I have to also report that some of my new students surprised me. Many of their parents, other teachers, and the students themselves reported to me that these children were shy, soft spoken, and even reluctant to participate, that was not what I witnessed on Thursday. It did not take long until all of my students were up and around the room, taking part in team challenges that including such missions as "Using just your bodies, make the Eiffel Tower" and "Do the conga around the teacher". We also learned some improvisation/theater activities that stress focus and self control.
I gave the members of the class an opportunity to share their greatest accomplishments and biggest challenges during the third grade, as well as their apprehensions concerning the fourth grade (Nobody put Mr. Hoggatt on the latter.).
Nothing came out. Did they really think I was going to pour a cup of water on her? No, they could trust me more than that.
Now, with the trust conversation in the past, I proceeded to explain that our class is a family - that our class is much like the polymer. We look after each other, help each other, and build each other up.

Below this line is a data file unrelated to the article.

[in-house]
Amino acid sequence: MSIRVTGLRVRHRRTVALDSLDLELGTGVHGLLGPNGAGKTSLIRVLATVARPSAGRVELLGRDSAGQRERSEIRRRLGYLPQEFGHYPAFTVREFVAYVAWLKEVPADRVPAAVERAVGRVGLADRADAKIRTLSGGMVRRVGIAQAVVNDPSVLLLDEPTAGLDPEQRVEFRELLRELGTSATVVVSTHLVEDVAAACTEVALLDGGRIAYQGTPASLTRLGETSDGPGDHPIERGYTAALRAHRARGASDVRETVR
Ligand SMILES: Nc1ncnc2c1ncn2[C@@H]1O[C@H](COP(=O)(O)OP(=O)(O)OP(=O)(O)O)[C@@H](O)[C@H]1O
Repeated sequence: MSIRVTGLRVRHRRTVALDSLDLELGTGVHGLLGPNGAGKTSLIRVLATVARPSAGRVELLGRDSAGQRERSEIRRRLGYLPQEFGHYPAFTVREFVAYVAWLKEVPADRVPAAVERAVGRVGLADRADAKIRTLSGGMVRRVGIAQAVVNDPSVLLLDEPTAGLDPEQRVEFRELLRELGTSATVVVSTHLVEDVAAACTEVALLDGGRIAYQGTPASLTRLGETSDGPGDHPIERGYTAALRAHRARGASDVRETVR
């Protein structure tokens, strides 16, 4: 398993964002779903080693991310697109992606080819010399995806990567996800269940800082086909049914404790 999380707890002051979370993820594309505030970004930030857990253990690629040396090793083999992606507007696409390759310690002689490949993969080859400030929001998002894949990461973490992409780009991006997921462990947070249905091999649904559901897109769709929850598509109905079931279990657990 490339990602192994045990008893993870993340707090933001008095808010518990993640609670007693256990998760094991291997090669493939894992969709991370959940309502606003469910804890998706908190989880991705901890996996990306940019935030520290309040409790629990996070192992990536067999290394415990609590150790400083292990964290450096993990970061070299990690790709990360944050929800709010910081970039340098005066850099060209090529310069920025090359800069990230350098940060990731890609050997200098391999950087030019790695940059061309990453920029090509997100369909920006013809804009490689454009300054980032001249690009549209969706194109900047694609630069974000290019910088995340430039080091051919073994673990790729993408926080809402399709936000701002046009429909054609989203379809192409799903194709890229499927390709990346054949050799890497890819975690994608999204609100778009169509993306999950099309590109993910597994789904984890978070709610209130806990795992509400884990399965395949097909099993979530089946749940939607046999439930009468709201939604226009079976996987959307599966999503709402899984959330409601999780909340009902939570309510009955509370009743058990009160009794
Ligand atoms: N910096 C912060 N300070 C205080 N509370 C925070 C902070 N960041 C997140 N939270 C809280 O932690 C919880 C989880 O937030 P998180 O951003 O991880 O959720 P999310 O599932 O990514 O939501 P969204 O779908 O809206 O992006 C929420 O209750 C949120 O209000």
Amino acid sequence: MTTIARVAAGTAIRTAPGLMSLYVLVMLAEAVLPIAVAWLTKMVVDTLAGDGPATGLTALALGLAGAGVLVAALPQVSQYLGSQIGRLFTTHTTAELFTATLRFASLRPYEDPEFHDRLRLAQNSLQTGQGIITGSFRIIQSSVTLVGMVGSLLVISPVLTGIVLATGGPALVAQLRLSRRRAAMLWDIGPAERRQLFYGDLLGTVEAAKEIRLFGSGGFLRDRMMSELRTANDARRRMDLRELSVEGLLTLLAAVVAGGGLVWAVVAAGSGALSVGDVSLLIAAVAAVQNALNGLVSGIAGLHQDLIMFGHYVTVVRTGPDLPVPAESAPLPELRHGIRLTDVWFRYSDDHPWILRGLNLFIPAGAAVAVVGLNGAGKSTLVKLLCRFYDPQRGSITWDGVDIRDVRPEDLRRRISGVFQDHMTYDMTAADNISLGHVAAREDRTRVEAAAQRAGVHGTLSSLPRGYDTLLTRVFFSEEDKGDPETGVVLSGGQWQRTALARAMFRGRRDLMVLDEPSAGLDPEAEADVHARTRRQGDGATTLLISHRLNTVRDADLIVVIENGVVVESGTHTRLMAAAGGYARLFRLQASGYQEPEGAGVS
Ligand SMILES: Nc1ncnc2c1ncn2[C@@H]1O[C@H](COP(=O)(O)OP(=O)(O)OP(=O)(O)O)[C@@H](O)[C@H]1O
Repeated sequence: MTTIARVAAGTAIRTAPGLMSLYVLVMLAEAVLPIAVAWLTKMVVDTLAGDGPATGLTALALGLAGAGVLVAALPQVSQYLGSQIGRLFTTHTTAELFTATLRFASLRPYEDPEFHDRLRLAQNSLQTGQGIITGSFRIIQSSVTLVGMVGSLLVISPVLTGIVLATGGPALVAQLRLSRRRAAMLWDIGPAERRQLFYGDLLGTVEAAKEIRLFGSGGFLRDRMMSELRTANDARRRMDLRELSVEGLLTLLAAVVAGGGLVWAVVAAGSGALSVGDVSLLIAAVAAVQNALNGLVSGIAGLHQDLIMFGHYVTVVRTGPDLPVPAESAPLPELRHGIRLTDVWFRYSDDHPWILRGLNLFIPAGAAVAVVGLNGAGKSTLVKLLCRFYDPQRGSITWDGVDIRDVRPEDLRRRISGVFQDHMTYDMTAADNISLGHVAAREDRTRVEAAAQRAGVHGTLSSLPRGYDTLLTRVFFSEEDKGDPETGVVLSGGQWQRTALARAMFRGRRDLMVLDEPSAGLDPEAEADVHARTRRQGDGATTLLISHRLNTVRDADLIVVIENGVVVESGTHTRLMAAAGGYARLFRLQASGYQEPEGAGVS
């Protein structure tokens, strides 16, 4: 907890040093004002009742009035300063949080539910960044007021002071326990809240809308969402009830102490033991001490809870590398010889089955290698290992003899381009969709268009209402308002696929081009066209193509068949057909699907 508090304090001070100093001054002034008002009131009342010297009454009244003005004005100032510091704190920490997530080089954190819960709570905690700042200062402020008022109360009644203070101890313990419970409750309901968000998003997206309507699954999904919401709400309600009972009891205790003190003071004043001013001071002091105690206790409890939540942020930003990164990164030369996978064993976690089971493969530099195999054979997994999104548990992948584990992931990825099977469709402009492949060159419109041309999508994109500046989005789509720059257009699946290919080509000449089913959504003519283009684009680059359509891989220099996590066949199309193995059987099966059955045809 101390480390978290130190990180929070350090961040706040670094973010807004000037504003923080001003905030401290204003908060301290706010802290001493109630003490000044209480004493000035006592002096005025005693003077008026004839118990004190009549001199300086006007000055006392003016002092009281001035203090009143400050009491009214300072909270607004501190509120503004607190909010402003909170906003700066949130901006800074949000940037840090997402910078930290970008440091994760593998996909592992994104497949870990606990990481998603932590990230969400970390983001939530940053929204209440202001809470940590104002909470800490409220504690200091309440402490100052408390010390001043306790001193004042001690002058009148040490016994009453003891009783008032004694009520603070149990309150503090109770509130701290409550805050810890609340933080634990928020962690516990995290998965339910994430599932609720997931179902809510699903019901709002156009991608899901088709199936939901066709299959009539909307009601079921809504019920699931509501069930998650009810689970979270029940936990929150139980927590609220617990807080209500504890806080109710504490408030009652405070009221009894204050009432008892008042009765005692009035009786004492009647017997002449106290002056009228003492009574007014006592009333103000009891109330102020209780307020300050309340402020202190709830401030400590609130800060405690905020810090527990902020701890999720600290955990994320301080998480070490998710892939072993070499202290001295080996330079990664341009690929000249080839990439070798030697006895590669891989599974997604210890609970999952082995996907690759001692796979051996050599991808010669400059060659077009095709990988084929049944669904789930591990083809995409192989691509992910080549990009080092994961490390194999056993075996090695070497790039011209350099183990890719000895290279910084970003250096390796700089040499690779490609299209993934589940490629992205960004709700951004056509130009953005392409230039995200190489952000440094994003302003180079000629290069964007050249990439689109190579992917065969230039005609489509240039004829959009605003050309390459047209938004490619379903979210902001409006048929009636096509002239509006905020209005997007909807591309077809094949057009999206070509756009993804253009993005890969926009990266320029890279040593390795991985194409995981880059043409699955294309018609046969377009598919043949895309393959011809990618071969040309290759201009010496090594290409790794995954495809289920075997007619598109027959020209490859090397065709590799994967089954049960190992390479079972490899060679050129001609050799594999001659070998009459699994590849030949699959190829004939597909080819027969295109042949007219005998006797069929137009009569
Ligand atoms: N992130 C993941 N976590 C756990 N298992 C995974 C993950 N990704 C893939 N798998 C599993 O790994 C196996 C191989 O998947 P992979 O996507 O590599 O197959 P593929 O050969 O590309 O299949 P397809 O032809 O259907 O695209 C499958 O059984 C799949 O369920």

We stick together.
Now for a changing variable - a scientific experiment: I split the goo in half and placed one-half in a zipper bag. I poured a very small amount of table salt into the bag and left the rest of the "goo" as our control. Almost instantly, the salted bag returned to liquid, while the rest remained a squishy blob.
If our class (our family) sticks together, then it takes a single salty infraction of an offensive word or bullying (or invasion from outside forces) to split us up. We must not allow something like that to happen. We really need to work at this new and wonderful relationship.
This year promises to be a unique one, full of rich experiences, and Day Two promises to be full of more surprises and smiles.